Exeter’s Royal Albert Memorial Museum & Art Gallery (RAMM) has commissioned Joy Gregory to create an artwork for an exhibition opening next year on the transatlantic slave trade.
The exhibition is part of a wider programme in 2020 that will see RAMM use its collections to ask difficult questions and explore hidden stories. Untold Stories will feature a series of exhibitions, events, artist commissions and other activities that are also designed to give a voice to neglected communities.
Gregory, whose work is held by museums such as London’s Victoria and Albert Museum, will develop the artwork by looking at the collection and working with curators, the advisory panel for the exhibition and the local community. The artist’s practice focuses on social and political issues, with a particular emphasis on cultural differences in contemporary society.
"My approach as an artist is to spend time observing, reflecting and thinking about connections and elements that will resonate with those most likely to encounter the finished work," Gregory said. “I have started the commission by spending time in Exeter exploring the town, meeting people as well as reflecting on the exhibitions, displays, collections and museum visitors."
Other activities in the Untold Stories programme include an exhibition about the men, women and children who made Devon lace, a project focused on RAMM’s LGBTQ+ connections, and a photography show capturing the stories of 100 women who were pioneers in their particular fields.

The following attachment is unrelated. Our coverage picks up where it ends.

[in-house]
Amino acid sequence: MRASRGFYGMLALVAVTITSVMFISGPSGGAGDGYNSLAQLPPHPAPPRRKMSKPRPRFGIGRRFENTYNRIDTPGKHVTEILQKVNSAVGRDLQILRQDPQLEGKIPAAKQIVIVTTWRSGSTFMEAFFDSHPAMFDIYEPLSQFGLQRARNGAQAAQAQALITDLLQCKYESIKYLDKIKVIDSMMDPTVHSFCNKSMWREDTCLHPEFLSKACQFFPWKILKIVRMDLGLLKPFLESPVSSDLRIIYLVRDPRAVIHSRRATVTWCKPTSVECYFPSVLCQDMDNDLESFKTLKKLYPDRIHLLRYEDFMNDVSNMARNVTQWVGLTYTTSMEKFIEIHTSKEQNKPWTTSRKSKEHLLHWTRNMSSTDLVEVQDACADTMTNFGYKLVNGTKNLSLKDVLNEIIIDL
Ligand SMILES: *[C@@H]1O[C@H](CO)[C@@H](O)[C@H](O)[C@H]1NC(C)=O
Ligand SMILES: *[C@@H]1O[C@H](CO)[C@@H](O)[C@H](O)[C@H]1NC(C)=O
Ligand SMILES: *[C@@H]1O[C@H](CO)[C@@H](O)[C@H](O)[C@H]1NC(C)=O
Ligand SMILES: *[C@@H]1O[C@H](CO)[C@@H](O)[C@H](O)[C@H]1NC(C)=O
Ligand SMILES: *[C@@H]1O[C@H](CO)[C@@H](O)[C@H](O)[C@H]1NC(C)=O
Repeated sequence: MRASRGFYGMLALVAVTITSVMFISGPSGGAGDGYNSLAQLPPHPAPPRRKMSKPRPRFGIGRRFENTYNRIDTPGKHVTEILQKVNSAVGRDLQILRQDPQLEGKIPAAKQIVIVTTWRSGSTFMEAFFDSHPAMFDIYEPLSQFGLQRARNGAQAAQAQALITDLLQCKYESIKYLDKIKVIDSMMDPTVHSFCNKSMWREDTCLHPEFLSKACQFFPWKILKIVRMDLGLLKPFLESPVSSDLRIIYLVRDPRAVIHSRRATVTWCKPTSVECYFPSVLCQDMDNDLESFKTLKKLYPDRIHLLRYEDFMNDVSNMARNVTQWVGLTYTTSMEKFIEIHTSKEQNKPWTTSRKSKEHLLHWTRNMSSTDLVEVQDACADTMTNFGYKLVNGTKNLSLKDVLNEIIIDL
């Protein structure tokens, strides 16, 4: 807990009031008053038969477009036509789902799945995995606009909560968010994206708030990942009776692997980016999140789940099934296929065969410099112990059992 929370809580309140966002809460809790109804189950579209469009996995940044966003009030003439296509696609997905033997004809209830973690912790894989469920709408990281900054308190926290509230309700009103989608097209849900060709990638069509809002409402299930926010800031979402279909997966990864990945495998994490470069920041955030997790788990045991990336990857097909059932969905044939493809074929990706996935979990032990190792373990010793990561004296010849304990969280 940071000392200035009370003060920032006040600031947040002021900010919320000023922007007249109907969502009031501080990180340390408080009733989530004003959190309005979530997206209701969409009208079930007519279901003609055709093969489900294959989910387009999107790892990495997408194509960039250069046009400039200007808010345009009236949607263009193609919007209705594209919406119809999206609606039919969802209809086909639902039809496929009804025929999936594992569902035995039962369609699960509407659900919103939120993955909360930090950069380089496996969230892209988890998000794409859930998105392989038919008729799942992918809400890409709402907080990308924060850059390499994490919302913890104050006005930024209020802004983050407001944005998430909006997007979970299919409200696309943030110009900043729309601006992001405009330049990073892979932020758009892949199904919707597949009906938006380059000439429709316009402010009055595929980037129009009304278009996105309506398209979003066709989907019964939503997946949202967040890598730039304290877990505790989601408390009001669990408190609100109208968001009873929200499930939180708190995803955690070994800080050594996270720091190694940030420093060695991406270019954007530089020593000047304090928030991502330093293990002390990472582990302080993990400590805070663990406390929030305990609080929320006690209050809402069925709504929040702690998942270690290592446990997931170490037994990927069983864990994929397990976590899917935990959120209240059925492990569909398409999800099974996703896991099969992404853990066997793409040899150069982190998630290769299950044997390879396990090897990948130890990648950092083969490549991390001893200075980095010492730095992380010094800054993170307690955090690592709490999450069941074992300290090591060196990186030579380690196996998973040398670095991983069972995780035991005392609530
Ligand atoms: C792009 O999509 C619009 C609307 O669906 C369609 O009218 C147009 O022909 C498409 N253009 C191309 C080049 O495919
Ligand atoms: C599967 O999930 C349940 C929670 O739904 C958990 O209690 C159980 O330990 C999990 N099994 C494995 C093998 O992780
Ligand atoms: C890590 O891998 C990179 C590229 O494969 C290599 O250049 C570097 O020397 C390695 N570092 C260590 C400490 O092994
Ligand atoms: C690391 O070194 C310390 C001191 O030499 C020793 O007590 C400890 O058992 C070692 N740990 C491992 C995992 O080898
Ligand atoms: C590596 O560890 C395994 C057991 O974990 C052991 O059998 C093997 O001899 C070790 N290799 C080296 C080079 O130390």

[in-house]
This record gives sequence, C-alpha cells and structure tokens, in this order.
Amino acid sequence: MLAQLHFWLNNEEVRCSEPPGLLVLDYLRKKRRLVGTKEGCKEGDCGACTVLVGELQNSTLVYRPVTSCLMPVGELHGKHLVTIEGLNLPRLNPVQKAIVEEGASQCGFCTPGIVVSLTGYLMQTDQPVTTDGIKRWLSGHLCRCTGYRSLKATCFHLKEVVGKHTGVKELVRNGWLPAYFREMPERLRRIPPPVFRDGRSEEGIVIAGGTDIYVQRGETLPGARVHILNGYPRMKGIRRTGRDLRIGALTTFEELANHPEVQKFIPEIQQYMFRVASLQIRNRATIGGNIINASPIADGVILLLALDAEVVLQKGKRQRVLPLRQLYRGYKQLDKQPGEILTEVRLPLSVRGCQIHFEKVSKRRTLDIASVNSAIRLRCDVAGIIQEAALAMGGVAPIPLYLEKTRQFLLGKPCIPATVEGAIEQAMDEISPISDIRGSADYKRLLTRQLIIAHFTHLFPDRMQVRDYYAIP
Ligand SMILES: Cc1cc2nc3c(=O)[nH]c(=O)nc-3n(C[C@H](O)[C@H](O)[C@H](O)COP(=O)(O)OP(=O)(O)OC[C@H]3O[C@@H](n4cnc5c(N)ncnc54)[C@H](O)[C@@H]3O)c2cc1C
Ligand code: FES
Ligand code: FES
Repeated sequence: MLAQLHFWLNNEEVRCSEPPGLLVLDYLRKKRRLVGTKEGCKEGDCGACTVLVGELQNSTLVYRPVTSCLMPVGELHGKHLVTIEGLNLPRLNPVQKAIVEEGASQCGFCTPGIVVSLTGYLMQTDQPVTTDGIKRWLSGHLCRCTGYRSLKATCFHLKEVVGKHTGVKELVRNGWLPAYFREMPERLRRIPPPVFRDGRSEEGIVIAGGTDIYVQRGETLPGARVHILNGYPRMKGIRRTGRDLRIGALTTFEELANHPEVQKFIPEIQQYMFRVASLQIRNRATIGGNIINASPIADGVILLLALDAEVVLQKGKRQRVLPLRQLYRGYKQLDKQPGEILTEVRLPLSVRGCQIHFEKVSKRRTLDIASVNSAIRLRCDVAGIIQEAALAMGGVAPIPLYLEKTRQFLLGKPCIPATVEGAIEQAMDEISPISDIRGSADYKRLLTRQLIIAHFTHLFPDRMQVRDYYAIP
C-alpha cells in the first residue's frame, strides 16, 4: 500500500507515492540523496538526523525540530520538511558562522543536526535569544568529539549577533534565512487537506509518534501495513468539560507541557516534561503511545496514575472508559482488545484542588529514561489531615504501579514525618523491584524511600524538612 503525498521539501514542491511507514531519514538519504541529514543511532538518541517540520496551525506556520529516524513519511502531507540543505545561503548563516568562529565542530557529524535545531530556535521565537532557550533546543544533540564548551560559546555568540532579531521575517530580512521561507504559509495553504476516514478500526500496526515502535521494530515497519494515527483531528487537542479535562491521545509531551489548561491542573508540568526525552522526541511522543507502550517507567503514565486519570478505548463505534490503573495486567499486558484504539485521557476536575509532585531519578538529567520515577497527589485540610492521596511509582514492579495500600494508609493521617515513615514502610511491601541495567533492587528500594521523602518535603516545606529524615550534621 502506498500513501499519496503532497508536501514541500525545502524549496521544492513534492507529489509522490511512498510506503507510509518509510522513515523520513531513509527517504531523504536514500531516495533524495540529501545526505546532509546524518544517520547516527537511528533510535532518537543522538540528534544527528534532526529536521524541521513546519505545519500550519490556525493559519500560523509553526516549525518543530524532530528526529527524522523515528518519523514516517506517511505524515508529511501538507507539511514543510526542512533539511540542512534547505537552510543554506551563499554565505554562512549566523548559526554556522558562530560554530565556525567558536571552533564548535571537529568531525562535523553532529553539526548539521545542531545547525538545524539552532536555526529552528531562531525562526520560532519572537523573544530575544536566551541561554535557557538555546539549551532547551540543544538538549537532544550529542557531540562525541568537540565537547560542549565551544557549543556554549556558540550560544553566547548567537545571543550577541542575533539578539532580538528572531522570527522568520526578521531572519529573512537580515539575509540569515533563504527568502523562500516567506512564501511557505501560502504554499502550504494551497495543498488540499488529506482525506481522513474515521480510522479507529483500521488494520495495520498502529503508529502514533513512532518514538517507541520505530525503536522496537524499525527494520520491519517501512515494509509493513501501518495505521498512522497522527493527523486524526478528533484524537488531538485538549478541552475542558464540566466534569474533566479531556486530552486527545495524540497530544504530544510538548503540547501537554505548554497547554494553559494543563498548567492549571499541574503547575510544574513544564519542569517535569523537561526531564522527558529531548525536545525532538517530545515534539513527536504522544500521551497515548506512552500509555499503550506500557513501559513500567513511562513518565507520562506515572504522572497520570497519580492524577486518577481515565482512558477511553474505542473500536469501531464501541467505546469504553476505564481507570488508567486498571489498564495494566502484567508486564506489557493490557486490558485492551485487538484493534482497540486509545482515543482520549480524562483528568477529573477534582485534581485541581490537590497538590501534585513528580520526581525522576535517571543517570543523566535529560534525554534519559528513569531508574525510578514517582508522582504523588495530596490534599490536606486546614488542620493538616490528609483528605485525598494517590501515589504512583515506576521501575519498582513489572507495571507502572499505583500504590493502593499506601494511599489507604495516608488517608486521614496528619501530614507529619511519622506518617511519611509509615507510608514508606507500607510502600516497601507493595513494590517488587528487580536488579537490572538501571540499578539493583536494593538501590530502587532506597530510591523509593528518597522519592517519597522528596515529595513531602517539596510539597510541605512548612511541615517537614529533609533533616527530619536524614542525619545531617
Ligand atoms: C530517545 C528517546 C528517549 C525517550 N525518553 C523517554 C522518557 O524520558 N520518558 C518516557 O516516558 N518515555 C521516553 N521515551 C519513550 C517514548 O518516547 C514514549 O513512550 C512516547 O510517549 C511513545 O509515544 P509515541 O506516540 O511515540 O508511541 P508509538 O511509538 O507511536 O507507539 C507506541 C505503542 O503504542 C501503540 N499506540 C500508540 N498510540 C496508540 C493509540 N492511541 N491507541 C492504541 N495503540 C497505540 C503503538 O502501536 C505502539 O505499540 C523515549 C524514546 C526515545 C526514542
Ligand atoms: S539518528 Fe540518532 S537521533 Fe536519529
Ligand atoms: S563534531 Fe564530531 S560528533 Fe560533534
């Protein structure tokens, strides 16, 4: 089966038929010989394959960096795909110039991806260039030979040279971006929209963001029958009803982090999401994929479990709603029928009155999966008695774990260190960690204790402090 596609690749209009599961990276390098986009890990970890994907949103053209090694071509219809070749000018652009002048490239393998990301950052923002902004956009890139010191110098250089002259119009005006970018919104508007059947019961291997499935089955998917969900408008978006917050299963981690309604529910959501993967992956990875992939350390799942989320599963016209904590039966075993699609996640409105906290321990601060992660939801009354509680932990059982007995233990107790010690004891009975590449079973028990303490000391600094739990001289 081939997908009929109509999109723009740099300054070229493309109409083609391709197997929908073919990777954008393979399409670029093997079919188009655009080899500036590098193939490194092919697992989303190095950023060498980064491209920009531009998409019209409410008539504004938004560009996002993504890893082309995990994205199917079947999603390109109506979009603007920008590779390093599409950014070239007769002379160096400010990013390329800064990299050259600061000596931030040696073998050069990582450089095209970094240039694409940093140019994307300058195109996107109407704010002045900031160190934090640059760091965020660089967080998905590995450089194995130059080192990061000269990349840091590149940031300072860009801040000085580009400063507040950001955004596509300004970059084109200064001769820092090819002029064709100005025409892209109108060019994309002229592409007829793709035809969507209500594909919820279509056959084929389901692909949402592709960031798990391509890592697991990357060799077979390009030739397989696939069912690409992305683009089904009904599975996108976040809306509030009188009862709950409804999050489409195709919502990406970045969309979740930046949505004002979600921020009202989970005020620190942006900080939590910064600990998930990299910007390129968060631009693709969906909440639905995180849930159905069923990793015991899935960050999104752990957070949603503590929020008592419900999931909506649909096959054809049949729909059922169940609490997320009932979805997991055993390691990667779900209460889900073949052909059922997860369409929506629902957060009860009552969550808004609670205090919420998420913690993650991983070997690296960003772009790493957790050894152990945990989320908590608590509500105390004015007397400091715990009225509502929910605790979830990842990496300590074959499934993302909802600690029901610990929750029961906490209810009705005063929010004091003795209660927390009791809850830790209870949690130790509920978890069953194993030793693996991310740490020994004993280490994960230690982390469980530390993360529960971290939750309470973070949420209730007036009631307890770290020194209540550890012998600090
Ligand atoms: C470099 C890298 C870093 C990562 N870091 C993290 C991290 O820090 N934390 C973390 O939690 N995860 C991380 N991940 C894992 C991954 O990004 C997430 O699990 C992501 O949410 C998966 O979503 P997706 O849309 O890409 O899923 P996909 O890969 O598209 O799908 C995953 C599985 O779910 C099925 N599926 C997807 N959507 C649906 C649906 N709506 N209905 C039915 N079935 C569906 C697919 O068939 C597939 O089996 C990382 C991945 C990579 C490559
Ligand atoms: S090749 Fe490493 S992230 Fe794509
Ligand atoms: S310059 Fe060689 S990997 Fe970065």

“The Untold Stories programme is something that we have been thinking about and planning for some years,” said Julien Parsons, the senior collections officer and content lead at RAMM. “We are seeing a shift in people’s attitudes about what museums can and should do. People have high expectations of RAMM and they expect us to be relevant. We hope that the programme will be challenging but we want to bring the audience with us on the journey.”
The exhibition on the transatlantic slave trade, which will open in October 2020, will explore how the impact of the transatlantic slave trade can still be seen in Devon and Exeter today. Alongside the exhibition, RAMM will develop a piece of work capturing people’s responses to Portrait of an African, an artwork held in its collections since 1943. It was painted in around 1758 and is believed to be of British composer, actor, and writer Ignatius Sancho.